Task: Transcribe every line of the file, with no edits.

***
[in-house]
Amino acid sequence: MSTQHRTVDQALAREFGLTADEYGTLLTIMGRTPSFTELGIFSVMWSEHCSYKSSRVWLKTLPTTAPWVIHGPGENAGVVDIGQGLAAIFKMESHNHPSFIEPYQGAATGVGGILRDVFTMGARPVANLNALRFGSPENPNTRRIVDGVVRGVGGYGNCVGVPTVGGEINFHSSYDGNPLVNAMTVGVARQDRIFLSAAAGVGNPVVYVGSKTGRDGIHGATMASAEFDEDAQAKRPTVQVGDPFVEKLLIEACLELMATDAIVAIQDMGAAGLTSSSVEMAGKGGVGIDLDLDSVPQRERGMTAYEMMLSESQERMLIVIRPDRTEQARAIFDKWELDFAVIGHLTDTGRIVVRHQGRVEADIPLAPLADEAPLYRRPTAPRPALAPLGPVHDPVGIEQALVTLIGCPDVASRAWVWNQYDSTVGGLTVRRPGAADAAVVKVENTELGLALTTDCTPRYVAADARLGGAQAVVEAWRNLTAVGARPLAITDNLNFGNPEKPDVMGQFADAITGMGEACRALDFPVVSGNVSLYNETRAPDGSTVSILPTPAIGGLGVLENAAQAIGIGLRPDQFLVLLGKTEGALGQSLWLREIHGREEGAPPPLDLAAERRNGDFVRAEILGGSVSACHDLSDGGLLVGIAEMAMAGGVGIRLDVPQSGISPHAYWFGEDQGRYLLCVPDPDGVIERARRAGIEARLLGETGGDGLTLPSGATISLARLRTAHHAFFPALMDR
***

[in-house]
Amino acid sequence: MSTQHRTVDQALAREFGLTADEYGTLLTIMGRTPSFTELGIFSVMWSEHCSYKSSRVWLKTLPTTAPWVIHGPGENAGVVDIGQGLAAIFKMESHNHPSFIEPYQGAATGVGGILRDVFTMGARPVANLNALRFGSPENPNTRRIVDGVVRGVGGYGNCVGVPTVGGEINFHSSYDGNPLVNAMTVGVARQDRIFLSAAAGVGNPVVYVGSKTGRDGIHGATMASAEFDEDAQAKRPTVQVGDPFVEKLLIEACLELMATDAIVAIQDMGAAGLTSSSVEMAGKGGVGIDLDLDSVPQRERGMTAYEMMLSESQERMLIVIRPDRTEQARAIFDKWELDFAVIGHLTDTGRIVVRHQGRVEADIPLAPLADEAPLYRRPTAPRPALAPLGPVHDPVGIEQALVTLIGCPDVASRAWVWNQYDSTVGGLTVRRPGAADAAVVKVENTELGLALTTDCTPRYVAADARLGGAQAVVEAWRNLTAVGARPLAITDNLNFGNPEKPDVMGQFADAITGMGEACRALDFPVVSGNVSLYNETRAPDGSTVSILPTPAIGGLGVLENAAQAIGIGLRPDQFLVLLGKTEGALGQSLWLREIHGREEGAPPPLDLAAERRNGDFVRAEILGGSVSACHDLSDGGLLVGIAEMAMAGGVGIRLDVPQSGISPHAYWFGEDQGRYLLCVPDPDGVIERARRAGIEARLLGETGGDGLTLPSGATISLARLRTAHHAFFPALMDR